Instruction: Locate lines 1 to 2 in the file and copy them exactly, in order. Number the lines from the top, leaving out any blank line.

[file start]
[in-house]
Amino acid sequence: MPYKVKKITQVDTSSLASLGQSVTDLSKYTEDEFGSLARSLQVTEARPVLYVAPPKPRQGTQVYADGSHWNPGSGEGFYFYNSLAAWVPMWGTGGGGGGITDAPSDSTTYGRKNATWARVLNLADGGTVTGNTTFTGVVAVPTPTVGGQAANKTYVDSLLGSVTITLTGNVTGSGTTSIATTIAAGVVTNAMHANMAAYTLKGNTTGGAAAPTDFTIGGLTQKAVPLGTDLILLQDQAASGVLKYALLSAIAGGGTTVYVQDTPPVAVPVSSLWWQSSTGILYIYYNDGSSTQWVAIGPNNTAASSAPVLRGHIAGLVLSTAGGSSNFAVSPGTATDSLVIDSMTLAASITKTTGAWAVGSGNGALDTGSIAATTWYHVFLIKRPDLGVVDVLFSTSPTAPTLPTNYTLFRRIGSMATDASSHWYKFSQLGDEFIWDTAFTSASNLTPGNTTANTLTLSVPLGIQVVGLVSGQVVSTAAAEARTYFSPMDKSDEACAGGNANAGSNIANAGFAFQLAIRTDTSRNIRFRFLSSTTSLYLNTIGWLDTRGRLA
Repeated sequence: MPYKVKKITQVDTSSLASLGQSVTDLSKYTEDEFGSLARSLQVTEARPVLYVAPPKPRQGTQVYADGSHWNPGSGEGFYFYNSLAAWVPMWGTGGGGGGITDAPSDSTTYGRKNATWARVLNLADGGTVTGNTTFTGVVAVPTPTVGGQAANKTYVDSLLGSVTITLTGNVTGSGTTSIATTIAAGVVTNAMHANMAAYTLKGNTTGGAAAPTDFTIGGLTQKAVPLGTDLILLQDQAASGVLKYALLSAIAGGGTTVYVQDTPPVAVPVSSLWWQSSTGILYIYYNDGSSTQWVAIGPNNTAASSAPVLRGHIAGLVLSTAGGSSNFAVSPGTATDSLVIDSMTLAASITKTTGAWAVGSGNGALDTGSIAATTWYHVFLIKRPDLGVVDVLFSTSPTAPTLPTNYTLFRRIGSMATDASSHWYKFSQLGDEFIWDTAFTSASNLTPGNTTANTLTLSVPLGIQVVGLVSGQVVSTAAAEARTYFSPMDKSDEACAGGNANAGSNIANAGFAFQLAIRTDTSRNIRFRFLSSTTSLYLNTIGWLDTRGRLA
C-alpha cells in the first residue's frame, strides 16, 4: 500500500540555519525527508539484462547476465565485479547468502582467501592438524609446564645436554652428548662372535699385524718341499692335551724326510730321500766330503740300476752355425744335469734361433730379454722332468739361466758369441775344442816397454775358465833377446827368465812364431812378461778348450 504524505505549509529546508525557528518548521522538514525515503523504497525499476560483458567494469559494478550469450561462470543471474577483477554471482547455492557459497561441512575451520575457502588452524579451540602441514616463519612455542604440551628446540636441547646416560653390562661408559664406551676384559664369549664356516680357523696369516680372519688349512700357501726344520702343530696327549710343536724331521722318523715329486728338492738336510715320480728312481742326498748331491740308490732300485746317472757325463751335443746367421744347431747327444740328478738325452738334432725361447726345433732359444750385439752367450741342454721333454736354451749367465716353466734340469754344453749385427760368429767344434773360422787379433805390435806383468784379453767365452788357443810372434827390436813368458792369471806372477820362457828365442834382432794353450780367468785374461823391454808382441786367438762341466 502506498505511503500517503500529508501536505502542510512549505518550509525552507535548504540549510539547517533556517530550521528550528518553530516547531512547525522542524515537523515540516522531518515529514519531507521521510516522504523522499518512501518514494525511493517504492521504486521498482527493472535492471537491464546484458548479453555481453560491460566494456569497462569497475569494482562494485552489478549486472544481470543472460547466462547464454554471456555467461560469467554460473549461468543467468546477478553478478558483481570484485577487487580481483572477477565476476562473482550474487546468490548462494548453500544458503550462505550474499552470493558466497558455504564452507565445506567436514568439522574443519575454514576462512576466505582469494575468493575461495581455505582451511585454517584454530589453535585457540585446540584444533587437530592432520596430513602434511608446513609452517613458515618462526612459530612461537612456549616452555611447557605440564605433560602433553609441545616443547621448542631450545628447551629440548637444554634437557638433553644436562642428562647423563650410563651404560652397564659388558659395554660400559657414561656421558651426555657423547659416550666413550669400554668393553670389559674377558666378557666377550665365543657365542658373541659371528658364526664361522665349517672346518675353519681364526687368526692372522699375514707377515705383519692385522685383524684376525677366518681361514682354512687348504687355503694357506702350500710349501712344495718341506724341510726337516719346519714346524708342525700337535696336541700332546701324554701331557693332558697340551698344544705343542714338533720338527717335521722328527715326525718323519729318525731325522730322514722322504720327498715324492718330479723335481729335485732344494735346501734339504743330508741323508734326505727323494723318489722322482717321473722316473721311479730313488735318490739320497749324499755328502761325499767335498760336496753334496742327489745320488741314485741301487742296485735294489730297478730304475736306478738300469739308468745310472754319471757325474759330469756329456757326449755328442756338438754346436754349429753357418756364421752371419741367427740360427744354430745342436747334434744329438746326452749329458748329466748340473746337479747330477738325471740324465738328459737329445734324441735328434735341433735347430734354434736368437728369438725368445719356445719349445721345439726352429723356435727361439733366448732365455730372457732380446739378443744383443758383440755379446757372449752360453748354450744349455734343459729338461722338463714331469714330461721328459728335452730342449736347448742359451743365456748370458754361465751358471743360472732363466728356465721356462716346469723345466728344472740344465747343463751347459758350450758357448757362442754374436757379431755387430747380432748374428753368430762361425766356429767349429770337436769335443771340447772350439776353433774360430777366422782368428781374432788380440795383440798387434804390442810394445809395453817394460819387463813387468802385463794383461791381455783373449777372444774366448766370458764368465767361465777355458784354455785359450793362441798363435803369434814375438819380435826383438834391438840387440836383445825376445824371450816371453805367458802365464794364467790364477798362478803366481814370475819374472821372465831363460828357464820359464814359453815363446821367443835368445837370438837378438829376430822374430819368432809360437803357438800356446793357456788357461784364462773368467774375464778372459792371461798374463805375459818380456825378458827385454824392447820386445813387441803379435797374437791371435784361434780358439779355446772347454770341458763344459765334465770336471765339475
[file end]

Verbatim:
[in-house]
Amino acid sequence: MPYKVKKITQVDTSSLASLGQSVTDLSKYTEDEFGSLARSLQVTEARPVLYVAPPKPRQGTQVYADGSHWNPGSGEGFYFYNSLAAWVPMWGTGGGGGGITDAPSDSTTYGRKNATWARVLNLADGGTVTGNTTFTGVVAVPTPTVGGQAANKTYVDSLLGSVTITLTGNVTGSGTTSIATTIAAGVVTNAMHANMAAYTLKGNTTGGAAAPTDFTIGGLTQKAVPLGTDLILLQDQAASGVLKYALLSAIAGGGTTVYVQDTPPVAVPVSSLWWQSSTGILYIYYNDGSSTQWVAIGPNNTAASSAPVLRGHIAGLVLSTAGGSSNFAVSPGTATDSLVIDSMTLAASITKTTGAWAVGSGNGALDTGSIAATTWYHVFLIKRPDLGVVDVLFSTSPTAPTLPTNYTLFRRIGSMATDASSHWYKFSQLGDEFIWDTAFTSASNLTPGNTTANTLTLSVPLGIQVVGLVSGQVVSTAAAEARTYFSPMDKSDEACAGGNANAGSNIANAGFAFQLAIRTDTSRNIRFRFLSSTTSLYLNTIGWLDTRGRLA